LaSalle Street

This morning

Smith and Wollensky/Marina City © 2013 Celia Her City

Beneath the Corn Cobs, the tables were all set up at Smith and Wollensky, for all those lucky souls intent on steak dinners tonight.

Slumbering on North LaSalle, © 2013 Celia Her City

An organized slumberer occupied a bus shelter on North LaSalle.  What’s next, indeed.

7 eleven, © 2013 Celia Her City

The wait, © 2013 Celia Her City

A driver awaited his party outside a sleek office building.

Sequestered snow, © 2013 Celia Her City

Snow had been sequestered at one end of Federal Plaza (note nearby police).

Another morning in an American city, © 2013 Celia Her City

Another morning at the P.O., © 2013 Celia Her City

The post office, a glass oasis, filtered the action outside.

Beneath the Flamingo, their voices will rise © 2013 Celia Her City

From beneath the Flamingo, their voices will rise.  How many protests has this bird seen?

Another morning, with media, © 2013 Celia Her City

Even without seeing the big picture, you know where you are.

Into the golden canyon

Jackson at five is a golden canyon, as commuters hurry along between massive bank buildings and the Board of Trade. The time to make money is over: the clock has been punched, the markets closed; yet just then does the financial district begin glowing with the color of gold.

Somewhere in there is our beating heart

Even though Chicago is one of the great financial centers of the world, to an ordinary person it doesn’t feel that way.  In fact, the area right at the center of things, near the Board of Trade and the Federal Reserve, can be downright sleepy.  Chicago is essentially a city of quiet money.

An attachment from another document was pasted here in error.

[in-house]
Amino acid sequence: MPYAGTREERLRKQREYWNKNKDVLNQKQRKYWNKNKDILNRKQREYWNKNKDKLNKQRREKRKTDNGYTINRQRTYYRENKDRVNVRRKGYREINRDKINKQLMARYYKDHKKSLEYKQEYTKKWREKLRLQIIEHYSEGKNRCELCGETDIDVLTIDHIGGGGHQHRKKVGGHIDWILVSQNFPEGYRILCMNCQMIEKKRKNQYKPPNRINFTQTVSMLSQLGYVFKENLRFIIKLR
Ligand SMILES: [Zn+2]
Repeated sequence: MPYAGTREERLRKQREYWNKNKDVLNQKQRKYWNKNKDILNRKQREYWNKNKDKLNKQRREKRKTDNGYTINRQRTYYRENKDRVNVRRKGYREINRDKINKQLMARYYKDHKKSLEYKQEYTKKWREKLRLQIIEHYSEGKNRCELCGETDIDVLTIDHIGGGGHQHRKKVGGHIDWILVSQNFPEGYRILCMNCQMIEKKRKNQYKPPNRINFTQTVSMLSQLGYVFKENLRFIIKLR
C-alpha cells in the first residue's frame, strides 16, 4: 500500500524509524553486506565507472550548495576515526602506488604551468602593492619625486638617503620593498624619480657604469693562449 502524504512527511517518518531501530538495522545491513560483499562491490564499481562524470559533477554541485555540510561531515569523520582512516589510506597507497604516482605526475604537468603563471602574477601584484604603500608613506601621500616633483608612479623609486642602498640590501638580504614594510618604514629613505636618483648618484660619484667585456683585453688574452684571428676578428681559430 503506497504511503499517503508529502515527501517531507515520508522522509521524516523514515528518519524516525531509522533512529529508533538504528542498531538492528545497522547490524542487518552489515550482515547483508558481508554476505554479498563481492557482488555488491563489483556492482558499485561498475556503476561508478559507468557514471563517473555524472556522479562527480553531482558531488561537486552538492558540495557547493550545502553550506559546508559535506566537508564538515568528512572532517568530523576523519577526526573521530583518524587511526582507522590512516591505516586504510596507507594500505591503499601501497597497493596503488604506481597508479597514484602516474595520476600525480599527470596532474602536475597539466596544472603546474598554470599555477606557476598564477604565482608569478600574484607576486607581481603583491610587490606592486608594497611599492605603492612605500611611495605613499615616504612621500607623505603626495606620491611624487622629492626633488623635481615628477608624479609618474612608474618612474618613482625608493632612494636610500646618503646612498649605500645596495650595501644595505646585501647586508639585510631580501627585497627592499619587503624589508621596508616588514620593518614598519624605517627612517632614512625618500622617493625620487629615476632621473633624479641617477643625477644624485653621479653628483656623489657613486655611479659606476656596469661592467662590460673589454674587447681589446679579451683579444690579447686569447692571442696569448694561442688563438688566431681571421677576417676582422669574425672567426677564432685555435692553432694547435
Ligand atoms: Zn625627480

The Federal Reserve Bank of Chicago (Credit: Celia Her City)

The Federal Reserve Bank of Chicago, on South LaSalle, © 2012 Celia Her City.

Click to enlarge.

Bus Stop Scenery

Bus Stop Scenery

I wait for the bus at the bottom of LaSalle Street, which is kind of a taken-for-granted scene.  In fact, you’re surrounded by notable and historical buildings, so many of them that the specialness of it all doesn’t even register.  Because, of course, we’re there everyday, waiting for the bus, still thinking about work, our feet tired.  Plus, that “commuter pride” thing kicks in—that wanting to appear blasé that proves you’re an insider, a work warrior, a city sophisticate—not a tourist or a rube. More